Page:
His philosophy is: “Rule No.1: Never lose money. Rule No.2: Never forget rule No.1.” – Warren Buffet

        4. Learn to be comfortable with the uncomfortable: Guy Laliberté (Co-founder and Former CEO of Cirque du Soleil)

        Networth: $2.1 Billion (Forbes)

        “I don’t believe in pitfalls. I believe in taking risks and not doing the same thing twice.” – Guy Laliberté

        Self-made billionaire Guy LaliberteÌ

          Guy Laliberté is a Canadian entrepreneur, co-founder of Cirque du Soleil and a professional poker player. He is used to being uncomfortable – he started his billionaire dollar journey as a street performer playing the accordion, walking on stilts and eating fire. In 1987, he co-founded a circus troupe in Montreal and took a big risk moving it to Los Angeles to make it big. The move paid off and his troupe became the famous Cirque du Soleil. In 2009, he became the first Canadian space tourist and his spaceflight was dedicated to raising awareness on water issues making it the first, in his words, ‘poetic social mission’ in space.

          5. Learn that circumstances don’t matter: Oprah Winfrey (CEO of Oprah Winfrey Network)

          Networth: 3 Billion (Forbes)

          “You become what you believe. You are where you are today in your life based on everything you have believed.” – Oprah Winfrey

          Self-made billionaire Oprah Winfrey

            Oprah Winfrey rose from a life of poverty and hardship into one of the most influential and powerful women in the world. She is an American media mogul, producer, talk show host, author and philanthropist. She grew up wearing potato sack dresses when she was living with her grandmother. By the time she was fourteen, she suffered physical abuse, molestation, and the death of her first new born. A few years later, she won a beauty pageant, got her degree in speech and performing arts, became an ABC news anchor – and the rest is history. Her cable network, the Oprah Winfrey Network, is worth billions of dollars.

            6. Learn the real value of money: Mark Cuban (Owner of the Dallas Mavericks, Landmark Theatres, Magnolia Pictures and Chairman of AXS TV)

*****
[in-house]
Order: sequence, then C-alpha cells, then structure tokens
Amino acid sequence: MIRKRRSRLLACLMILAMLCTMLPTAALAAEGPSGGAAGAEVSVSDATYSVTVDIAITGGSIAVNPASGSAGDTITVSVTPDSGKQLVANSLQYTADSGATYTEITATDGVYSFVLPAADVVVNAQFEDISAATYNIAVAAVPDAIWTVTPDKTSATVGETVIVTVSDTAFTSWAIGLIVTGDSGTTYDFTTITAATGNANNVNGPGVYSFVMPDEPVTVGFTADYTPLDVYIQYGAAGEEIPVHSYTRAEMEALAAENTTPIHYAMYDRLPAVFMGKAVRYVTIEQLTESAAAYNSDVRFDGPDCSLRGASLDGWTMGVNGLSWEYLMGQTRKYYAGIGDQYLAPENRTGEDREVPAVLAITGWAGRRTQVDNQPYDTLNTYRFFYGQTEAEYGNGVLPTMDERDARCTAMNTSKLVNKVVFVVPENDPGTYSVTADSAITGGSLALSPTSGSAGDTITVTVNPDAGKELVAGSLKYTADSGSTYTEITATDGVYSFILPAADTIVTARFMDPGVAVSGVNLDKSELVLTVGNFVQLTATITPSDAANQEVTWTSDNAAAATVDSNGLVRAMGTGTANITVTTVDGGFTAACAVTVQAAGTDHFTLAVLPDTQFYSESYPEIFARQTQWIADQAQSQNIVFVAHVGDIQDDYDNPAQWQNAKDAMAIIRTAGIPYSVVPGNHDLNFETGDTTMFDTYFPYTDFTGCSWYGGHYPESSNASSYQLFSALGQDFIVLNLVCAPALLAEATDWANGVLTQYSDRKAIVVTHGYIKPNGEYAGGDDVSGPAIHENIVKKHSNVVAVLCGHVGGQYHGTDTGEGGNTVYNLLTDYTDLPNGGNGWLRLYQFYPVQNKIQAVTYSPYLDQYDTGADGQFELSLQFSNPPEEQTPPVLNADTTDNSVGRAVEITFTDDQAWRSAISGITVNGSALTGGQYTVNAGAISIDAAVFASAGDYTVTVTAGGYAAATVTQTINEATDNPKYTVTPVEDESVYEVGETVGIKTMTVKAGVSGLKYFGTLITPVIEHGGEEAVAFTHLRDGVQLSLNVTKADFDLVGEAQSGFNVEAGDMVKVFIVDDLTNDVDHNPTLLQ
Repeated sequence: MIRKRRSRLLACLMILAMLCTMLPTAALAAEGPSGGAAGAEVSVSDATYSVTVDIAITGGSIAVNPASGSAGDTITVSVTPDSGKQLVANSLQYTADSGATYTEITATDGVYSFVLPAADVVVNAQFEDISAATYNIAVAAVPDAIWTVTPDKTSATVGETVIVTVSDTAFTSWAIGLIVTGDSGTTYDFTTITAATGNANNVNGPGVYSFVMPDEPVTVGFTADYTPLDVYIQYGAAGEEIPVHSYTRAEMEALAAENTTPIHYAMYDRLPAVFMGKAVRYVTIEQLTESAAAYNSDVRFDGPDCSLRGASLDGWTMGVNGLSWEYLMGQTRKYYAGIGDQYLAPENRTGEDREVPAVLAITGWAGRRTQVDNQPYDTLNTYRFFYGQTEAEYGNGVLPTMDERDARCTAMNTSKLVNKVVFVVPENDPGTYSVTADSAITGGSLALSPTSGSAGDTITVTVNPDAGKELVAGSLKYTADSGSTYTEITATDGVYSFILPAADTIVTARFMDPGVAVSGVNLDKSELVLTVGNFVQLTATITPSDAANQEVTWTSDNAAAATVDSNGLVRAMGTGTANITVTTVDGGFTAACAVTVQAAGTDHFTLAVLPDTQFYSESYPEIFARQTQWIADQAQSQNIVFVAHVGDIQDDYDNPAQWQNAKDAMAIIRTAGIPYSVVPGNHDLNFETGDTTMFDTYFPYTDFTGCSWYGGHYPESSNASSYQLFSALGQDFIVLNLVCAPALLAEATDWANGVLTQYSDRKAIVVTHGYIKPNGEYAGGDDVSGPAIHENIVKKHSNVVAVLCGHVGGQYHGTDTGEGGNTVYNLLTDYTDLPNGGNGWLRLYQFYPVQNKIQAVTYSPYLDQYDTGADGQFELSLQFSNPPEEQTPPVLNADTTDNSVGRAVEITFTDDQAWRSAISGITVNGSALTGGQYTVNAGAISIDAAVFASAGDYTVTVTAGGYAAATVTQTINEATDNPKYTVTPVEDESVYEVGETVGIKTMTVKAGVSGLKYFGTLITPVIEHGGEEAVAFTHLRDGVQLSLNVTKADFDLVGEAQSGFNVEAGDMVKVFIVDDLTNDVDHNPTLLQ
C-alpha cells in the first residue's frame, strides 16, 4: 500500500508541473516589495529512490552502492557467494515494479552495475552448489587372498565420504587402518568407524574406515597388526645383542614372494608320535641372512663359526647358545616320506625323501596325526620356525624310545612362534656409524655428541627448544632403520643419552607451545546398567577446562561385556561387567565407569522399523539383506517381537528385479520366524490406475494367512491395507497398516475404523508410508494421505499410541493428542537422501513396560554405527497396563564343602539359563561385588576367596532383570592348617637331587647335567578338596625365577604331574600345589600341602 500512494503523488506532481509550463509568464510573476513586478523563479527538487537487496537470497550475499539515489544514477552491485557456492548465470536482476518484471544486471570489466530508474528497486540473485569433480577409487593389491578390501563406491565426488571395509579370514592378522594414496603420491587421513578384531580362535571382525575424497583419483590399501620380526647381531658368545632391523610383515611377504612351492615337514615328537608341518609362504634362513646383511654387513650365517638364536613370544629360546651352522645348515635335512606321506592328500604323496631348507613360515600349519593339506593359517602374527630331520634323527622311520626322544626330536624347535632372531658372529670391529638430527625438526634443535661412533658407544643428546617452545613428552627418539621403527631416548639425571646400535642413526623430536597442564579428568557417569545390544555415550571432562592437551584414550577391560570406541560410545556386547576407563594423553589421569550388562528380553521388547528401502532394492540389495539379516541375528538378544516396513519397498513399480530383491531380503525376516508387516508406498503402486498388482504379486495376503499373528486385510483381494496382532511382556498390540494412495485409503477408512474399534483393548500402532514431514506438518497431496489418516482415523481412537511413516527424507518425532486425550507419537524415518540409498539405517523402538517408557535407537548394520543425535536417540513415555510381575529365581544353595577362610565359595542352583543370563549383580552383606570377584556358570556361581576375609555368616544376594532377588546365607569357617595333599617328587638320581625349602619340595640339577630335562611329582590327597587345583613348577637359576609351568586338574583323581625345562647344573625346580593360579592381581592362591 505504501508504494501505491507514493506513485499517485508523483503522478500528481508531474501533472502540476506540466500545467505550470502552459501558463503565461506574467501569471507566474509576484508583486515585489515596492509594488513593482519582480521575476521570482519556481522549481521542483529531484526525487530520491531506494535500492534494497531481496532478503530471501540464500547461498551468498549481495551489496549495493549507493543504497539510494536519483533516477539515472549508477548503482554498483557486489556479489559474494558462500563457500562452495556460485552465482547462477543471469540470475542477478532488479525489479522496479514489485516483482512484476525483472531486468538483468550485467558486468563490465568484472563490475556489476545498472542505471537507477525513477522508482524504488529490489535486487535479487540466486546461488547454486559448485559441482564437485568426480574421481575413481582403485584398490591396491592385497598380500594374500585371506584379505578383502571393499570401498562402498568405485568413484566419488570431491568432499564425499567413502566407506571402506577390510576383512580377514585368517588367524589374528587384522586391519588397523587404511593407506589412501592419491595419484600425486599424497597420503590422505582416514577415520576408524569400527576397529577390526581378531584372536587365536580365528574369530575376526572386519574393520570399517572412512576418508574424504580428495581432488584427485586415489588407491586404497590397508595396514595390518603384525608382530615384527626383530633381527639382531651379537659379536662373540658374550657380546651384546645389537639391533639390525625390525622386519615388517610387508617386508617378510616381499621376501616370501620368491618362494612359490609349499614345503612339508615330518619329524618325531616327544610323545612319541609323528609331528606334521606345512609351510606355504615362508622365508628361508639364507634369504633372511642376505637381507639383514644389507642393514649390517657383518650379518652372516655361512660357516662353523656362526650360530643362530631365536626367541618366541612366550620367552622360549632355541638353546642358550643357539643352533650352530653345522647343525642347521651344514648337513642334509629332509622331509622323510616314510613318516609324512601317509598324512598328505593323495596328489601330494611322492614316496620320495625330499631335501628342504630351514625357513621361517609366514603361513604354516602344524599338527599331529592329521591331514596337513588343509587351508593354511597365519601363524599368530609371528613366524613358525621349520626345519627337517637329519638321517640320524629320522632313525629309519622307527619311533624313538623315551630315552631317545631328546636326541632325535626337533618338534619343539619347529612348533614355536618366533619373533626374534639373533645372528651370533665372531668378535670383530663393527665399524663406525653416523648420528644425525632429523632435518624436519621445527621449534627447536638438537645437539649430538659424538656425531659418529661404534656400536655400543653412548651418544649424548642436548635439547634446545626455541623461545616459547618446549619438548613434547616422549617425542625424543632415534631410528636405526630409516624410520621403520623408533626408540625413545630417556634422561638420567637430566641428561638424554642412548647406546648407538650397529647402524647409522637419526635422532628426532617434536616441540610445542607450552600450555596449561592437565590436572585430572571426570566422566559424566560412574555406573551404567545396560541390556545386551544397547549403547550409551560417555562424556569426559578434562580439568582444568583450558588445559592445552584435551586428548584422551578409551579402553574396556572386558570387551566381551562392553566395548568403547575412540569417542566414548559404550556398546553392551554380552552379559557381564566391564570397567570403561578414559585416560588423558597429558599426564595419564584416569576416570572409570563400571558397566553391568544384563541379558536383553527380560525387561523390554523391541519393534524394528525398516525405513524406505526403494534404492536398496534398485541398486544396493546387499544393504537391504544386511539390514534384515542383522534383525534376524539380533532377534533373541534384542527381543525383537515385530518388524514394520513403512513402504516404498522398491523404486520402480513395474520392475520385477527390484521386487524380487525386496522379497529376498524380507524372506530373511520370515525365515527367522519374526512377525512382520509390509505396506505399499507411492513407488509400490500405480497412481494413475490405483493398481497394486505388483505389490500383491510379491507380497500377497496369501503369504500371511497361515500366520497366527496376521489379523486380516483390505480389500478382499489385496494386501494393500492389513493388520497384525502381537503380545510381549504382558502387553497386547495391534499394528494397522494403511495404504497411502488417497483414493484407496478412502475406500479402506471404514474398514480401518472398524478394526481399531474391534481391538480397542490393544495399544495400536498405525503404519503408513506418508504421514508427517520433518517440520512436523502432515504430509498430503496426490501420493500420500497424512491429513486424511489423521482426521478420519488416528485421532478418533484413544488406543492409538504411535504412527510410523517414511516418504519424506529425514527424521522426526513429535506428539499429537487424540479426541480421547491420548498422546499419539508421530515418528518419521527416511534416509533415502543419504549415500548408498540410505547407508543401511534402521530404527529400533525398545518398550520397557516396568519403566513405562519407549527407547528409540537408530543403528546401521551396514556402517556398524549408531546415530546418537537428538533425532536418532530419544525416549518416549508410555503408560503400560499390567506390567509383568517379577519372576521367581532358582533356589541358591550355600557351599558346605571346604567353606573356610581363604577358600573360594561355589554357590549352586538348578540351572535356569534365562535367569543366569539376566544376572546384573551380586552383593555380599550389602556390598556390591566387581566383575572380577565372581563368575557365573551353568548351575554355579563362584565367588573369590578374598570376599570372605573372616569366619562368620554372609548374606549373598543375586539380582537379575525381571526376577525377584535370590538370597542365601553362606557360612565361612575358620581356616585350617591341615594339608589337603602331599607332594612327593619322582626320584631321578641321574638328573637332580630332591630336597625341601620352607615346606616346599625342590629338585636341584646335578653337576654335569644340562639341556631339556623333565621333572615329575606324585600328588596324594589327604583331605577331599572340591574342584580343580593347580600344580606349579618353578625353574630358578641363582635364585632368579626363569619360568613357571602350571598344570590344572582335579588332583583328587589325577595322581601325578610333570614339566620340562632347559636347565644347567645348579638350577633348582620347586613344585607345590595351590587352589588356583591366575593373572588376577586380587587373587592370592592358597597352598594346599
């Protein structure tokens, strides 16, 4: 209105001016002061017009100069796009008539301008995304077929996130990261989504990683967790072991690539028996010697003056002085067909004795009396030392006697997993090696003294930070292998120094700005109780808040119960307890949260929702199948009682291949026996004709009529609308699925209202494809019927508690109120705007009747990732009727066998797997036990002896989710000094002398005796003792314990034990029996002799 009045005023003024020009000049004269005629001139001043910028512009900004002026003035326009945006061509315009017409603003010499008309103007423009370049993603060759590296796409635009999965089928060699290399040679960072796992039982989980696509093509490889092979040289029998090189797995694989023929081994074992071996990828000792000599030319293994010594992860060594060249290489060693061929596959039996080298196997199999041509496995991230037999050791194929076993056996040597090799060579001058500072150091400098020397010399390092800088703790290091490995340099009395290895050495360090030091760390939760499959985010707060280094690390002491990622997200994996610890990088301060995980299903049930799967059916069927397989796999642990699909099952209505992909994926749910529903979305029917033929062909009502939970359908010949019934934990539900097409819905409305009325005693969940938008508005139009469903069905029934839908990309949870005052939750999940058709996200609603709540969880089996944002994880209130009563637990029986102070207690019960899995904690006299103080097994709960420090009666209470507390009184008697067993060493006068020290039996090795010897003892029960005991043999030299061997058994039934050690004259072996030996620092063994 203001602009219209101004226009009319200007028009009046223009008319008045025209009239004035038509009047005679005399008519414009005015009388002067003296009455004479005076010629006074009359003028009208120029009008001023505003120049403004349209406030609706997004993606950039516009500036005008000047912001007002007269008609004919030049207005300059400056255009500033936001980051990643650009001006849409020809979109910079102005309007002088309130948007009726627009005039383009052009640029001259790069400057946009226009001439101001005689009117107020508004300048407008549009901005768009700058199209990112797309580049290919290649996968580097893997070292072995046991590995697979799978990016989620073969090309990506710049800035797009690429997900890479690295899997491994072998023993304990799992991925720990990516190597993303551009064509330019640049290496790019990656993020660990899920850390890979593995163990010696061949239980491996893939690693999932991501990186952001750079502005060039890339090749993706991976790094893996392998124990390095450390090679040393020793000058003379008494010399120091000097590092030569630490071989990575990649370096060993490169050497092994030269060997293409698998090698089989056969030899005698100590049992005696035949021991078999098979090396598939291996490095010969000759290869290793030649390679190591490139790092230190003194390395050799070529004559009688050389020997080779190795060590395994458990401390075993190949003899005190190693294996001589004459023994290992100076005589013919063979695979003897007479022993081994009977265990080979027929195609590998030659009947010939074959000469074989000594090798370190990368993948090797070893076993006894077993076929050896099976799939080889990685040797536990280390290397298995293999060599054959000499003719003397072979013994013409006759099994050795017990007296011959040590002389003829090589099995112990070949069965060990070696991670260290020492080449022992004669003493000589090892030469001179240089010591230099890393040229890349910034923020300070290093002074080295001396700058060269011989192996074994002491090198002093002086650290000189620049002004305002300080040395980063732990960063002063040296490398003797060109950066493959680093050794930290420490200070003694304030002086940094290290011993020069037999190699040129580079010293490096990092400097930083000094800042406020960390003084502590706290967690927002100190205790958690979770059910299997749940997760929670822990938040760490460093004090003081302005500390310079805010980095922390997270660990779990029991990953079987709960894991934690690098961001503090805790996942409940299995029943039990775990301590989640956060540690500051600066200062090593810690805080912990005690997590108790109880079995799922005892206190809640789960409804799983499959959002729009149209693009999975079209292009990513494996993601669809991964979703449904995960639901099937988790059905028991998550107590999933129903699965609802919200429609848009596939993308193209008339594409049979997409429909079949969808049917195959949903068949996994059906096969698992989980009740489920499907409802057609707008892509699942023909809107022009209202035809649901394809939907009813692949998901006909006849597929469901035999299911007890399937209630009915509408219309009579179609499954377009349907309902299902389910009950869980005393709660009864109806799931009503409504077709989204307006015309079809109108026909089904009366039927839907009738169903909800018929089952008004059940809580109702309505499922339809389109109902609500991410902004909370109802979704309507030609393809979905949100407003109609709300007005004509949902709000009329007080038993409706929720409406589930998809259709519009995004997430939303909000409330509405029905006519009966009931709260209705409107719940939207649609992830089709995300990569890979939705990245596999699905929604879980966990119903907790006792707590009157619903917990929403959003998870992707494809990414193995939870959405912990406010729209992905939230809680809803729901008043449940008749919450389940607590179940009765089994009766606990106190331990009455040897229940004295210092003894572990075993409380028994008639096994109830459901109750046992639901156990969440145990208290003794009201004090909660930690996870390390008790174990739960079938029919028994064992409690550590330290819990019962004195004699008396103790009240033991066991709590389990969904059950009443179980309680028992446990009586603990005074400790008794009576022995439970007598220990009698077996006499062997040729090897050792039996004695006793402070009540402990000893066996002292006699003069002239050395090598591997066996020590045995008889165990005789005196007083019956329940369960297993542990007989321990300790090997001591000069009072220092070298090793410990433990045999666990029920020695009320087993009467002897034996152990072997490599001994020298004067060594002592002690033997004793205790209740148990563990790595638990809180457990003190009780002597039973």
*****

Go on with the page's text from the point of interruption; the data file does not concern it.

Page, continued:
Networth: 3 Billion (Forbes)

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            “Sweat equity is the most valuable equity there is. Know your business and industry better than anyone else in the world. Love what you do or don’t do it.” – Mark Cuban

            Self-made billionaire Mark Cuban

              Mark Cuban is an American business guru and investor who understood the true power of money at an early age. Before his billionaire days, he learned to stretch his dollar by living of ketchup and mustard sandwiches, couch surfing, and living on the cheap. In university, he made extra cash teaching dance lessons and hosting disco parties. He lived well below his means so that he could deploy his money on business opportunities. He lived on the cheap for a long time in order to build and grow his businesses and investments into a multi-billion-dollar empire.

              In his book, How to Win at the Sport of Business, Cuban wrote:

              “It doesn’t matter how you live. It doesn’t matter what car you drive. It doesn’t matter what kind of clothes you wear. The more you stress over bills, the more difficult it is to focus on your goals. The cheaper you can live, the greater your options.”  – Mark Cuban

              7. Learn to be mentally tough: Jack Ma (Founder of China YellowPages and Alibaba)

              Networth: 22.2 Billion (Forbes)

              “Never give up. Today is hard, tomorrow will be worse, but the day after tomorrow will be sunshine.” – Jack Ma

              Self-made billionaire Jack Ma